It’s different for every company. Some innovators like Kintra Fibers had it in mind before even getting into the lab – they wanted to know how many degrees of freedom their material could have at end-of-life. 

“Figuring out what is the best system is something you can do quite easily just in a simple thought experiment, there’s a lot of data out there on specific chemistries [and] how people might treat them at the end-of-life,” Billy shared.

AMSilk shows a contrasting origin for an innovator, as they started out from a strongly performance-oriented mindset to create a man-made fiber that was as strong or stronger than silk but still a “super clean and pure protein fiber”. They then later pivoted to a fully biobased and fossil-free approach due to the growing tide of interest from consumers.


Textile Performance: Replicate the incumbents or forge a new class?

Silk and polyester have extremely high performance qualities. Are these innovators using that as a standard? Or do they try to operate in their own class of fiber and yarn?

The discussion highlighted the paradox between the inevitable losing battle of comparing your innovation to incumbent silk and polyester and yet the need to do so to measure technical and performance aspects. There was agreement that from a technical perspective, comparison is unavoidable, but from a marketing one, it is more beneficial to embrace being a distinct product that may have unique benefits way beyond the reach of the incumbents.


What are the end uses for these innovators’ yarns and fibers?

  • Circ creates intermediary products, e.g. dissolved pulp or PET chips from recycled materials which drop into existing processes. They think of things in the framework of polyester or lyocell. There is a very small amount of lyocell filament made in the world, because it’s challenging to make, and any amount of contamination can cause a break in the filament. That Circ can produce it speaks to the quality of their fibers.
  • AMSilk focuses on substituting silk in luxury fashion. They know they cannot compete with polyester/polyamide on price parity, so they position themselves among more luxurious fabrics like silk, cashmere and high-priced wool. They have good contacts within the automotive industry, which is looking to replace animal leather with high-value textiles.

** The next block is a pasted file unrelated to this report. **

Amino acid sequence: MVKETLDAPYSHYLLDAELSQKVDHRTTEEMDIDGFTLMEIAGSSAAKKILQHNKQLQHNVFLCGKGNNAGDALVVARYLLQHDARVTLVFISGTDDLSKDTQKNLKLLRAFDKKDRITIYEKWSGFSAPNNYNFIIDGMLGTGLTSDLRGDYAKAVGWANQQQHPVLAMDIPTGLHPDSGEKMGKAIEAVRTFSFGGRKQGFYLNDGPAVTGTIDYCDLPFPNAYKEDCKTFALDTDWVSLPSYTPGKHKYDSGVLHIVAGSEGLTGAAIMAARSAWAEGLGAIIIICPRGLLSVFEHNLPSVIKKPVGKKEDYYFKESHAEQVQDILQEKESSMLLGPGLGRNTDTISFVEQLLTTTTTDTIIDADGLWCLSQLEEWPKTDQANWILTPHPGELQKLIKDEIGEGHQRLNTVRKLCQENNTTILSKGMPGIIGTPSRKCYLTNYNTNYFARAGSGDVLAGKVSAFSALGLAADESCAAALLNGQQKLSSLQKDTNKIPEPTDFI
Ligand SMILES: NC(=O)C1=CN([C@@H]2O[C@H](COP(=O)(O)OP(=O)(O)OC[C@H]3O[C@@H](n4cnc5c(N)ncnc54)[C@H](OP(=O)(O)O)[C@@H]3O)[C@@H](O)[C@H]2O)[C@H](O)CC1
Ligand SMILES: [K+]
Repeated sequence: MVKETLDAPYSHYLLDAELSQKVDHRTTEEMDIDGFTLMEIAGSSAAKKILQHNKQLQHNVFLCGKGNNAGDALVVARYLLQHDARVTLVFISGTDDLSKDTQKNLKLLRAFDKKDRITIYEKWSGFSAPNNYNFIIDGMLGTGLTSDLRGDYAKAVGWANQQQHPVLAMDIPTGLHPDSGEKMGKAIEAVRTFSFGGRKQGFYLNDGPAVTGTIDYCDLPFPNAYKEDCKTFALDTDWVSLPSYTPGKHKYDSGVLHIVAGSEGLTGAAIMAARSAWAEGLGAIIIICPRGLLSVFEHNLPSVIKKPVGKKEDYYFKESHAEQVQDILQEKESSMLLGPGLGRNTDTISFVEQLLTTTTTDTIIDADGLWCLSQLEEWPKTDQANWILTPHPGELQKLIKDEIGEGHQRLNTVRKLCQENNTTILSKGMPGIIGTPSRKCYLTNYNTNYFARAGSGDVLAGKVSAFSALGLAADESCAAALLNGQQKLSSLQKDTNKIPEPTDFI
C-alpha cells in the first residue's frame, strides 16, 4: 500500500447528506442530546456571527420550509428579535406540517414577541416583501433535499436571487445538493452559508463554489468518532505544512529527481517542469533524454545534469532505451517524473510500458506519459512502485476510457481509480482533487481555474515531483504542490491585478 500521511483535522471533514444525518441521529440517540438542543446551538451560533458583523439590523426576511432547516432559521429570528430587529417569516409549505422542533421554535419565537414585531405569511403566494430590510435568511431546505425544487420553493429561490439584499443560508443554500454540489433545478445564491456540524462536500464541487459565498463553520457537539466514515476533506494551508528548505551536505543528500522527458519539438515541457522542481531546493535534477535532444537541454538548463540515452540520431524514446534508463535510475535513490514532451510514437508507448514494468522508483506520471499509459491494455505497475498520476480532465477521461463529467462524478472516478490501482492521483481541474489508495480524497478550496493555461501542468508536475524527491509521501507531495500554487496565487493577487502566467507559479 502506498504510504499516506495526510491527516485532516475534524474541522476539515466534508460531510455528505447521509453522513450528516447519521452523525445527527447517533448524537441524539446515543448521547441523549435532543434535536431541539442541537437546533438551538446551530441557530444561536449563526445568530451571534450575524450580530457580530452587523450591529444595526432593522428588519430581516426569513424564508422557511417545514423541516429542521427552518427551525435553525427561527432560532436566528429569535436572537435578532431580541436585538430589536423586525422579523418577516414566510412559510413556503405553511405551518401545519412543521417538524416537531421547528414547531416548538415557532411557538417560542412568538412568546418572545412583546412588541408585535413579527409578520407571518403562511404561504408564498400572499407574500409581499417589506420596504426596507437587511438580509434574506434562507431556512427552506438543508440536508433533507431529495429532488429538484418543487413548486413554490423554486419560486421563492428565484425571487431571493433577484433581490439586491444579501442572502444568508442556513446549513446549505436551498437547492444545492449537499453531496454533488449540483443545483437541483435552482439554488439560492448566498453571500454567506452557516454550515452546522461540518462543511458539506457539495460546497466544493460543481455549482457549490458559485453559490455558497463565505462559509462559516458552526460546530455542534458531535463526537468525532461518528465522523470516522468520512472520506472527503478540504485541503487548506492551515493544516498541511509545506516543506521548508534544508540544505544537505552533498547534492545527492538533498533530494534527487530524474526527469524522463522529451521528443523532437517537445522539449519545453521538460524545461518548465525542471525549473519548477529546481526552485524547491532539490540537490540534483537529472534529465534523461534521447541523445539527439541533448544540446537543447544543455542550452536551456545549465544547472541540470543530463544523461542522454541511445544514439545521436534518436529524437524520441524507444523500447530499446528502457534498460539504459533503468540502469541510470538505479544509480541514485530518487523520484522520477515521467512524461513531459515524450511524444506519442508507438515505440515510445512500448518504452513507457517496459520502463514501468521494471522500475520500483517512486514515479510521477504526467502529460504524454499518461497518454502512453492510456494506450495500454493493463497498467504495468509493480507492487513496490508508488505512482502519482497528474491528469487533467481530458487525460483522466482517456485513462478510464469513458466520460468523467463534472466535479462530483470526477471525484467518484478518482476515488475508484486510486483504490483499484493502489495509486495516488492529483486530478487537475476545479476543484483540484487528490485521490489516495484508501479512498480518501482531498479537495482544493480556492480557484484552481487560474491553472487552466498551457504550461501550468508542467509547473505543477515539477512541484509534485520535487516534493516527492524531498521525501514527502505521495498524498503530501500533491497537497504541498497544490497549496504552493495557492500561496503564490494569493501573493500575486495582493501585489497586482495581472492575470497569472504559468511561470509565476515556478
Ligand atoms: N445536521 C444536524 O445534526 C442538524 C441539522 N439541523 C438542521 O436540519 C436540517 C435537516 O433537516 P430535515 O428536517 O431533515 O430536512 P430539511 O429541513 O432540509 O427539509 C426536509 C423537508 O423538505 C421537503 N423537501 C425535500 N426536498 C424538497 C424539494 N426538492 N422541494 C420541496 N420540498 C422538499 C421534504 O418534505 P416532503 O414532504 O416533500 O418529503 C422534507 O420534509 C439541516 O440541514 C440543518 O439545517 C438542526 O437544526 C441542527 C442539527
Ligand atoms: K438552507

• Kintra Fabrics targets luxury, ready to wear and athletic wear. They designed the scaling of their product so that they can reach parity with things like PET once they are at the 100K ton/year level. A huge benefit to their synthetic chemistry approach is that their resin and yarn is compatible with equipment used to create PET, but uses less energy due to lower production temperatures.


Co-Developments through Mill and Brand Partnerships

Mill partners help innovators towards the holy grail of being “plug and play” and brand partners help with the manufacturing process. Martin emphasized that despite AMSilk having many partnerships throughout the value chain, the most important and best ones were joint agreements with brands. These create a certain power and ease whereby the brand can confirm interest to the mills, who are in turn happier to be involved, and they can move “top-down along the value chain”. The best partnerships are value-aligned ones and good partners will help you along the scaling journey and are willing to work with the challenges, not just put you “in one of those existing boxes and compare you on cost,” said Shannon. 

For more information on next-gen silk, download our What Makes Silk, Silk? Revisited 2023 report. 

To get involved in our future webinars, check out our upcoming sessions here.